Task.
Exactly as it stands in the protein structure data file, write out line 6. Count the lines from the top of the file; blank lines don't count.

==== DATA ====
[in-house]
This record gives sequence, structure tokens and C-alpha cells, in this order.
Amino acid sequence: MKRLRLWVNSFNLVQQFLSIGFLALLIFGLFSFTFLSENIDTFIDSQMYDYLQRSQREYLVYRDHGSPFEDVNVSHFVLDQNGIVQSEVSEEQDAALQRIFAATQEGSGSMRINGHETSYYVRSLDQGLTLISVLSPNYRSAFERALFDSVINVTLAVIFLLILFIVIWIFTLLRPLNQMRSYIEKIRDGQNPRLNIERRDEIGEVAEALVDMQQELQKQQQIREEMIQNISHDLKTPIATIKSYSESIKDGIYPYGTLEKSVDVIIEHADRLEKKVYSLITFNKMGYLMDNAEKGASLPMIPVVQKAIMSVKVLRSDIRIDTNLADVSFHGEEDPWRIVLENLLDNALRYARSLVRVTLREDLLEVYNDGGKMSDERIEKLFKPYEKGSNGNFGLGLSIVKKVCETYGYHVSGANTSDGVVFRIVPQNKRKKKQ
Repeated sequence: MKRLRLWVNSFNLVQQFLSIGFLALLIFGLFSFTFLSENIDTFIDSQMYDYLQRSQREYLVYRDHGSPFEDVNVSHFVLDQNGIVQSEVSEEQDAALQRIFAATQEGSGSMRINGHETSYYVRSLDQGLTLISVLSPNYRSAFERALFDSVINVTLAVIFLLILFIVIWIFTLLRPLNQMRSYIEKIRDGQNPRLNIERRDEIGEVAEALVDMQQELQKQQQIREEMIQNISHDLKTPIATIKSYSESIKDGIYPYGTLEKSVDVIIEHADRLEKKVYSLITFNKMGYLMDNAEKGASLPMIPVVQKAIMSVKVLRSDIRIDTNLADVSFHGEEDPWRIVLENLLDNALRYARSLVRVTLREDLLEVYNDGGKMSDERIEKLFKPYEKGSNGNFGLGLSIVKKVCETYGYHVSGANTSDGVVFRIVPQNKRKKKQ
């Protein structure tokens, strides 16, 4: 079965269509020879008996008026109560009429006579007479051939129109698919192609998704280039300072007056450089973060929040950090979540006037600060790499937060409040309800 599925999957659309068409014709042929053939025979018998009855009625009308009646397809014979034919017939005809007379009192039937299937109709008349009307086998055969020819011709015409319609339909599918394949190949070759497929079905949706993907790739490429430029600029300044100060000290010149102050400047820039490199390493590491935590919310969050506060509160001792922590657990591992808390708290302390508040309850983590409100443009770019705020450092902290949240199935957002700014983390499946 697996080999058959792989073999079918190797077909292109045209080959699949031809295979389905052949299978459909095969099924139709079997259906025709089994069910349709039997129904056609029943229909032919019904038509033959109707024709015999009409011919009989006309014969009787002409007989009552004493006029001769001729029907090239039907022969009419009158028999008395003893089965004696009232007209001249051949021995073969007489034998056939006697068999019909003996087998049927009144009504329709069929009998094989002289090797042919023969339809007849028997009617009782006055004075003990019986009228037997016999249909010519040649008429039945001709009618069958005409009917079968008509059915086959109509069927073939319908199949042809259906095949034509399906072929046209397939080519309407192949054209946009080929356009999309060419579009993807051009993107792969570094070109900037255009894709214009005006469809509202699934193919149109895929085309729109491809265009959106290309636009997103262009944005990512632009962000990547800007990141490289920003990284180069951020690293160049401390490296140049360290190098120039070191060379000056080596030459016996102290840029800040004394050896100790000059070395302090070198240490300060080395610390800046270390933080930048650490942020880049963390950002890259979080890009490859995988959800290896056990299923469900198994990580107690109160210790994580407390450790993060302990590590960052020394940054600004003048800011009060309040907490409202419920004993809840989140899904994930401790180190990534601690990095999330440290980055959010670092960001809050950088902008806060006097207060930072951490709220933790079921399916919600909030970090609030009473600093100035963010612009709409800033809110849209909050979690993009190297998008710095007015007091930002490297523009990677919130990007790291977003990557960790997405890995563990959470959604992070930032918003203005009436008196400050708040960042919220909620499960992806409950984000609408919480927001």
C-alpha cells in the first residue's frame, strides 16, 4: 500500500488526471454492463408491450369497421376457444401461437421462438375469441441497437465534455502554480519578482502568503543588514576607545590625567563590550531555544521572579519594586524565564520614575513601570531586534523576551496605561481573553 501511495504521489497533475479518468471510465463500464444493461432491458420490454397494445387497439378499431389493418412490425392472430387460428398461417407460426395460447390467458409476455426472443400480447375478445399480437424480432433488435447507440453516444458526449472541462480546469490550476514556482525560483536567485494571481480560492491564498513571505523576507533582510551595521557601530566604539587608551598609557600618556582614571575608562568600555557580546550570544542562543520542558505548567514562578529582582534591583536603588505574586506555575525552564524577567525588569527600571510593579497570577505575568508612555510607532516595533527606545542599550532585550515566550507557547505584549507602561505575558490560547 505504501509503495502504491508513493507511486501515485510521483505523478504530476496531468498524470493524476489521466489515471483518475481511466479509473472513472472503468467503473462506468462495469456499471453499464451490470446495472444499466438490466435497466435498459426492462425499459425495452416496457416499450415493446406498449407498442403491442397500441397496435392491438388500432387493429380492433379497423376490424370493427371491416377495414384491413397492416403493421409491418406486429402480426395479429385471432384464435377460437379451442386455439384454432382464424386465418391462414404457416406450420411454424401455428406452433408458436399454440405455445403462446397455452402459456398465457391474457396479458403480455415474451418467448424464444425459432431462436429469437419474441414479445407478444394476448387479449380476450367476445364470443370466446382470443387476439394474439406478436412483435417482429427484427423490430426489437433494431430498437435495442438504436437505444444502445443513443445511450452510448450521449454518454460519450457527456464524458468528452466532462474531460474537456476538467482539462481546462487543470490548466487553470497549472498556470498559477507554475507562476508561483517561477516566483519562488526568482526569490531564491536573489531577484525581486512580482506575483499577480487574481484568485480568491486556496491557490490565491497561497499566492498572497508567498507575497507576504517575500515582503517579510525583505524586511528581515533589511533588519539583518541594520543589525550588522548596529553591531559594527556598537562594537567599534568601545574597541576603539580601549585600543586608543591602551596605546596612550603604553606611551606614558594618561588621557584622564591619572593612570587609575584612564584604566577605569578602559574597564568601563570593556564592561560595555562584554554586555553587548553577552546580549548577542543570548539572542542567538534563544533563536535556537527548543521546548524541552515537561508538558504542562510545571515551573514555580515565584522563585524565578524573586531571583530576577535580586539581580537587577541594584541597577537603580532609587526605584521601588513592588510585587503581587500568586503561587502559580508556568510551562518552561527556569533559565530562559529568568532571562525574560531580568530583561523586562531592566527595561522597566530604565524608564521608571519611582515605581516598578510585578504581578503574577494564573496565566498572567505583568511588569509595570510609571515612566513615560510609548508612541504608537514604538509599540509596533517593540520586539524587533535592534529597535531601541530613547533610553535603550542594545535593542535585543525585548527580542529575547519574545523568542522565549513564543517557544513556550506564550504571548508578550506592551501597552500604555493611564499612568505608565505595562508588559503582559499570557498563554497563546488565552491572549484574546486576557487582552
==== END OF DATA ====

C-alpha cells in the first residue's frame, strides 16, 4: 500500500488526471454492463408491450369497421376457444401461437421462438375469441441497437465534455502554480519578482502568503543588514576607545590625567563590550531555544521572579519594586524565564520614575513601570531586534523576551496605561481573553 501511495504521489497533475479518468471510465463500464444493461432491458420490454397494445387497439378499431389493418412490425392472430387460428398461417407460426395460447390467458409476455426472443400480447375478445399480437424480432433488435447507440453516444458526449472541462480546469490550476514556482525560483536567485494571481480560492491564498513571505523576507533582510551595521557601530566604539587608551598609557600618556582614571575608562568600555557580546550570544542562543520542558505548567514562578529582582534591583536603588505574586506555575525552564524577567525588569527600571510593579497570577505575568508612555510607532516595533527606545542599550532585550515566550507557547505584549507602561505575558490560547 505504501509503495502504491508513493507511486501515485510521483505523478504530476496531468498524470493524476489521466489515471483518475481511466479509473472513472472503468467503473462506468462495469456499471453499464451490470446495472444499466438490466435497466435498459426492462425499459425495452416496457416499450415493446406498449407498442403491442397500441397496435392491438388500432387493429380492433379497423376490424370493427371491416377495414384491413397492416403493421409491418406486429402480426395479429385471432384464435377460437379451442386455439384454432382464424386465418391462414404457416406450420411454424401455428406452433408458436399454440405455445403462446397455452402459456398465457391474457396479458403480455415474451418467448424464444425459432431462436429469437419474441414479445407478444394476448387479449380476450367476445364470443370466446382470443387476439394474439406478436412483435417482429427484427423490430426489437433494431430498437435495442438504436437505444444502445443513443445511450452510448450521449454518454460519450457527456464524458468528452466532462474531460474537456476538467482539462481546462487543470490548466487553470497549472498556470498559477507554475507562476508561483517561477516566483519562488526568482526569490531564491536573489531577484525581486512580482506575483499577480487574481484568485480568491486556496491557490490565491497561497499566492498572497508567498507575497507576504517575500515582503517579510525583505524586511528581515533589511533588519539583518541594520543589525550588522548596529553591531559594527556598537562594537567599534568601545574597541576603539580601549585600543586608543591602551596605546596612550603604553606611551606614558594618561588621557584622564591619572593612570587609575584612564584604566577605569578602559574597564568601563570593556564592561560595555562584554554586555553587548553577552546580549548577542543570548539572542542567538534563544533563536535556537527548543521546548524541552515537561508538558504542562510545571515551573514555580515565584522563585524565578524573586531571583530576577535580586539581580537587577541594584541597577537603580532609587526605584521601588513592588510585587503581587500568586503561587502559580508556568510551562518552561527556569533559565530562559529568568532571562525574560531580568530583561523586562531592566527595561522597566530604565524608564521608571519611582515605581516598578510585578504581578503574577494564573496565566498572567505583568511588569509595570510609571515612566513615560510609548508612541504608537514604538509599540509596533517593540520586539524587533535592534529597535531601541530613547533610553535603550542594545535593542535585543525585548527580542529575547519574545523568542522565549513564543517557544513556550506564550504571548508578550506592551501597552500604555493611564499612568505608565505595562508588559503582559499570557498563554497563546488565552491572549484574546486576557487582552